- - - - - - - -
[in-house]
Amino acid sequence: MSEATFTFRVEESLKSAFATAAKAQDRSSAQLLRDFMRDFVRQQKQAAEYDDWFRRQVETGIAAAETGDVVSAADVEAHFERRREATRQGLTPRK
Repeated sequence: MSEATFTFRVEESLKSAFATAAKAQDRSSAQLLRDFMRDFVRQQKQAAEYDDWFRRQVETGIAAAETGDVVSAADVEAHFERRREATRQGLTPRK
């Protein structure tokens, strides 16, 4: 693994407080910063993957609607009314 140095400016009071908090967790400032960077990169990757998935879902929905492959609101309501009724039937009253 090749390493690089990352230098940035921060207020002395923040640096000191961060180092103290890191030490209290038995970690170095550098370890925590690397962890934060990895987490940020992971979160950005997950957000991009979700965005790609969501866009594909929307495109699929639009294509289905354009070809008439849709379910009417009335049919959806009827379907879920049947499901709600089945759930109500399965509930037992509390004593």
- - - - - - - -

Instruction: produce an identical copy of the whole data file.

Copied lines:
[in-house]
Amino acid sequence: MSEATFTFRVEESLKSAFATAAKAQDRSSAQLLRDFMRDFVRQQKQAAEYDDWFRRQVETGIAAAETGDVVSAADVEAHFERRREATRQGLTPRK
Repeated sequence: MSEATFTFRVEESLKSAFATAAKAQDRSSAQLLRDFMRDFVRQQKQAAEYDDWFRRQVETGIAAAETGDVVSAADVEAHFERRREATRQGLTPRK
């Protein structure tokens, strides 16, 4: 693994407080910063993957609607009314 140095400016009071908090967790400032960077990169990757998935879902929905492959609101309501009724039937009253 090749390493690089990352230098940035921060207020002395923040640096000191961060180092103290890191030490209290038995970690170095550098370890925590690397962890934060990895987490940020992971979160950005997950957000991009979700965005790609969501866009594909929307495109699929639009294509289905354009070809008439849709379910009417009335049919959806009827379907879920049947499901709600089945759930109500399965509930037992509390004593």